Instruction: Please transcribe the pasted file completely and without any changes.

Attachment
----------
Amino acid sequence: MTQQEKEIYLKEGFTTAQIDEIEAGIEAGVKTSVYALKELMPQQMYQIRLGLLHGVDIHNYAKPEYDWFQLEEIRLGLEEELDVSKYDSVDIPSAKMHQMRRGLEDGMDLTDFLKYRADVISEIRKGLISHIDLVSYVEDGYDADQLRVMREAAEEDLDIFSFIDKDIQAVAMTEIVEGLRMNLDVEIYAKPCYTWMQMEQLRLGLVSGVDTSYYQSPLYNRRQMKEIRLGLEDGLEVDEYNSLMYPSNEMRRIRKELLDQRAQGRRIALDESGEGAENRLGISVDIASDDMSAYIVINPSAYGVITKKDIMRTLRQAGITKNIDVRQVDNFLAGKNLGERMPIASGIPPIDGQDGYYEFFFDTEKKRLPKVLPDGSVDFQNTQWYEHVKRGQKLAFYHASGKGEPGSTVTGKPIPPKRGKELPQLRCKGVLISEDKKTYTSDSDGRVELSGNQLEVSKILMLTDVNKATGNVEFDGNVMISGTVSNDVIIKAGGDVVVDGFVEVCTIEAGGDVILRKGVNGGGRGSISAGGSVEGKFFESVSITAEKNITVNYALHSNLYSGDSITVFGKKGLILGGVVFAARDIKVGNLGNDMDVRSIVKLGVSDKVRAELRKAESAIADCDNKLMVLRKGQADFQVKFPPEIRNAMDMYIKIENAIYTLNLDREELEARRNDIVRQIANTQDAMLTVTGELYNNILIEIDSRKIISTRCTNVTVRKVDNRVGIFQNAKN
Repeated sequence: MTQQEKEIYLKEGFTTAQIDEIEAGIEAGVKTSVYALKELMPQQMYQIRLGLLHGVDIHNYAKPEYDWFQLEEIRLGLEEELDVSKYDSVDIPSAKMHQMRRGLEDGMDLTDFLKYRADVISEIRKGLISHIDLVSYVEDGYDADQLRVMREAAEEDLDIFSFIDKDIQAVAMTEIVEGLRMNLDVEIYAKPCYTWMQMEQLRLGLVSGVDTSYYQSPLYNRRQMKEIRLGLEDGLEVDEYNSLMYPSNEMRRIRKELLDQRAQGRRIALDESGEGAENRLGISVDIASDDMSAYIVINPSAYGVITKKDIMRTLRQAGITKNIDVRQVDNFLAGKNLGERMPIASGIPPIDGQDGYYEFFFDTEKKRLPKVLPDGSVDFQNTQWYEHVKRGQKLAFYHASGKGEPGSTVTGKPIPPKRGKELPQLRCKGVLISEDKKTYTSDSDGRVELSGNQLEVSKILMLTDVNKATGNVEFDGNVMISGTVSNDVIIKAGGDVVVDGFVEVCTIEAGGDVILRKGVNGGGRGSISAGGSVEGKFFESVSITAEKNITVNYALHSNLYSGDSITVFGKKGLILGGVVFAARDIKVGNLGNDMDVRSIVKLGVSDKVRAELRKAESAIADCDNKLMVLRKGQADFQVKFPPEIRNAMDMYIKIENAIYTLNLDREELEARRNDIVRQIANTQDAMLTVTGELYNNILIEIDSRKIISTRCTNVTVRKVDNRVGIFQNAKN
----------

Amino acid sequence: MTQQEKEIYLKEGFTTAQIDEIEAGIEAGVKTSVYALKELMPQQMYQIRLGLLHGVDIHNYAKPEYDWFQLEEIRLGLEEELDVSKYDSVDIPSAKMHQMRRGLEDGMDLTDFLKYRADVISEIRKGLISHIDLVSYVEDGYDADQLRVMREAAEEDLDIFSFIDKDIQAVAMTEIVEGLRMNLDVEIYAKPCYTWMQMEQLRLGLVSGVDTSYYQSPLYNRRQMKEIRLGLEDGLEVDEYNSLMYPSNEMRRIRKELLDQRAQGRRIALDESGEGAENRLGISVDIASDDMSAYIVINPSAYGVITKKDIMRTLRQAGITKNIDVRQVDNFLAGKNLGERMPIASGIPPIDGQDGYYEFFFDTEKKRLPKVLPDGSVDFQNTQWYEHVKRGQKLAFYHASGKGEPGSTVTGKPIPPKRGKELPQLRCKGVLISEDKKTYTSDSDGRVELSGNQLEVSKILMLTDVNKATGNVEFDGNVMISGTVSNDVIIKAGGDVVVDGFVEVCTIEAGGDVILRKGVNGGGRGSISAGGSVEGKFFESVSITAEKNITVNYALHSNLYSGDSITVFGKKGLILGGVVFAARDIKVGNLGNDMDVRSIVKLGVSDKVRAELRKAESAIADCDNKLMVLRKGQADFQVKFPPEIRNAMDMYIKIENAIYTLNLDREELEARRNDIVRQIANTQDAMLTVTGELYNNILIEIDSRKIISTRCTNVTVRKVDNRVGIFQNAKN
Repeated sequence: MTQQEKEIYLKEGFTTAQIDEIEAGIEAGVKTSVYALKELMPQQMYQIRLGLLHGVDIHNYAKPEYDWFQLEEIRLGLEEELDVSKYDSVDIPSAKMHQMRRGLEDGMDLTDFLKYRADVISEIRKGLISHIDLVSYVEDGYDADQLRVMREAAEEDLDIFSFIDKDIQAVAMTEIVEGLRMNLDVEIYAKPCYTWMQMEQLRLGLVSGVDTSYYQSPLYNRRQMKEIRLGLEDGLEVDEYNSLMYPSNEMRRIRKELLDQRAQGRRIALDESGEGAENRLGISVDIASDDMSAYIVINPSAYGVITKKDIMRTLRQAGITKNIDVRQVDNFLAGKNLGERMPIASGIPPIDGQDGYYEFFFDTEKKRLPKVLPDGSVDFQNTQWYEHVKRGQKLAFYHASGKGEPGSTVTGKPIPPKRGKELPQLRCKGVLISEDKKTYTSDSDGRVELSGNQLEVSKILMLTDVNKATGNVEFDGNVMISGTVSNDVIIKAGGDVVVDGFVEVCTIEAGGDVILRKGVNGGGRGSISAGGSVEGKFFESVSITAEKNITVNYALHSNLYSGDSITVFGKKGLILGGVVFAARDIKVGNLGNDMDVRSIVKLGVSDKVRAELRKAESAIADCDNKLMVLRKGQADFQVKFPPEIRNAMDMYIKIENAIYTLNLDREELEARRNDIVRQIANTQDAMLTVTGELYNNILIEIDSRKIISTRCTNVTVRKVDNRVGIFQNAKN